Gonzo the "Thing"Despite Muppets from Space's seemingly definitive answer as to what Gonzo is, the movie, as with any other Muppet movie, leaves some room for interpretation. Interviews with Gonzo and Dave Goelz suggest that the events of Muppets from Space were "just a movie" and his designation is still up in the air. At MuppetFest in 2001, Gonzo speaks about his origins:
Y'know, when you're a new Gonzo, and you're a block of foam, and you're in the middle of it... They're just rolling you around on the table. And then you hear some snipping, and you know you're in there, but they haven't gotten to you yet. And then you see a little bit of light... and then Jane nicks you! Ow! A little off the tip of your nose. You can see it getting lighter and lighter, and then she's doing your nose - and you can see it, it's right in front of your eyes... And then you're born.
In the 2002 BBC documentary, I Love Muppets hosted by Gonzo, he welcomes the viewer to the show, "an hour of company with your favorite pigs, frogs, dancing cheeses, lobster banditos, and uh... [looks at himself] er, things."
In Muppets Most Wanted, Gonzo refers to himself as a handsome long-nosed purple thing.
- See also: Gonzo's attraction to chickens
In episode 124 of The Muppet Show, Gonzo falls in love with Miss Piggy, who is disgusted and annoyed by him. He transfers his affections to guest star Madeline Kahn in episode 209, and informs Miss Piggy that he doesn't love her anymore. Gonzo is confident that Madeline will marry him, and is crushed when he finds out that she doesn't have any romantic interest in him. However, they agree to be friends. Although Gonzo tells Miss Piggy that he doesn't love her anymore, in the Muppets from Space junior novelization book, when he is saying goodbye to everyone and tells Piggy goodbye he confesses that he's always had a crush on her.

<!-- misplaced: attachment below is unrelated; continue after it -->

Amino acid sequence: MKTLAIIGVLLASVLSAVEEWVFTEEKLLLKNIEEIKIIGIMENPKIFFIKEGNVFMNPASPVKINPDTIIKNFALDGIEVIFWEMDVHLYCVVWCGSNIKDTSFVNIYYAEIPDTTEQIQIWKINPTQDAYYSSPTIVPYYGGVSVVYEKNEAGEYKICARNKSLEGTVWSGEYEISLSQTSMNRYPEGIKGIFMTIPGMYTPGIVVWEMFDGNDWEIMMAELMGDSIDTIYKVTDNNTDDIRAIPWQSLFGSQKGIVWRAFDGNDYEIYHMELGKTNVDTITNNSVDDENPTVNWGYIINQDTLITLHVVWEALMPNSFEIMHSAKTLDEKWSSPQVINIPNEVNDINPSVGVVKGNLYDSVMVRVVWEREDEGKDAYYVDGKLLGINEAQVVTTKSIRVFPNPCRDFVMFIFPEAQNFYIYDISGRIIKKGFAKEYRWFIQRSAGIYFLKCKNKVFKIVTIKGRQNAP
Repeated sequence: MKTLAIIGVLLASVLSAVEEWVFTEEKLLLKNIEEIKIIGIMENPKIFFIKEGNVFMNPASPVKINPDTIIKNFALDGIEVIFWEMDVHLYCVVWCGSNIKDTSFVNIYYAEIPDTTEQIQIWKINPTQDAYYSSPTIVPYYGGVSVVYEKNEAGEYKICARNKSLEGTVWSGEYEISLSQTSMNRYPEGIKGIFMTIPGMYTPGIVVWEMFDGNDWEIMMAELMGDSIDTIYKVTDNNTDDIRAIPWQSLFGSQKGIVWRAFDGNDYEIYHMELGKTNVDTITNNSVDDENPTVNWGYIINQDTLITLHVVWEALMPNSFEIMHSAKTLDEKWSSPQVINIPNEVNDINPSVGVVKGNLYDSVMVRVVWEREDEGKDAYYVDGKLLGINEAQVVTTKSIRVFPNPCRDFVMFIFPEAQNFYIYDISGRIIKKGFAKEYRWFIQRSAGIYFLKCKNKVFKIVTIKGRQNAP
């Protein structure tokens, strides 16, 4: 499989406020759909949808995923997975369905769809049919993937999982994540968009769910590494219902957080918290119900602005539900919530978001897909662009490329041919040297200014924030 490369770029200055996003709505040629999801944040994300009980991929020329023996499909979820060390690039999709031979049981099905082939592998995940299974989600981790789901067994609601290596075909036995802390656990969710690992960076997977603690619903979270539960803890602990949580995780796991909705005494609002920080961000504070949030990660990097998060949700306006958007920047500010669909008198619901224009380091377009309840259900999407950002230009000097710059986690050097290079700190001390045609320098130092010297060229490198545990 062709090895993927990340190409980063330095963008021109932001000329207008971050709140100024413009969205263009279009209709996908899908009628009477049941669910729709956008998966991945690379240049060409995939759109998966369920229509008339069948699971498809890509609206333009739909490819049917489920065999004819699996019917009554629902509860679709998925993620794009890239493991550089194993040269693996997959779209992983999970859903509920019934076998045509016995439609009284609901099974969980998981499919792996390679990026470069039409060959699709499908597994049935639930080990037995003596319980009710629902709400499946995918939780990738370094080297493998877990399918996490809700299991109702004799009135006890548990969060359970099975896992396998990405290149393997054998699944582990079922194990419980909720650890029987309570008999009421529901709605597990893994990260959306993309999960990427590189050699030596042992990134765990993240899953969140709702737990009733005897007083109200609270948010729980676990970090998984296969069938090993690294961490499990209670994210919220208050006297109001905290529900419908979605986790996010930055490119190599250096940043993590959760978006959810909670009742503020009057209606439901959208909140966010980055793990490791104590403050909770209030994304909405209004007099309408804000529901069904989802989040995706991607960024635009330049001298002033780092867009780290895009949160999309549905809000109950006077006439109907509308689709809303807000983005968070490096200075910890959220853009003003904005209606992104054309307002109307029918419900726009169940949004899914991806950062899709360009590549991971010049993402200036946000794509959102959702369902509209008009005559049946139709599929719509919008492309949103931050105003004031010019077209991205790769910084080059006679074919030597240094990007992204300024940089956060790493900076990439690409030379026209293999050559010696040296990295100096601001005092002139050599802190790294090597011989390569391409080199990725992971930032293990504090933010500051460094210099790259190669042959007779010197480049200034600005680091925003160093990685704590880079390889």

In addition to the aforementioned episodes, in The Muppet Movie, Gonzo briefly shows interest in the prospect of a romantic dinner with Miss Piggy. He also tries to get Miss Piggy to dance with him in Episode 217, but only because he needs a partner. On Muppet Babies, Baby Gonzo has an ongoing crush on Baby Piggy, going so far as to view Baby Kermit as a rival.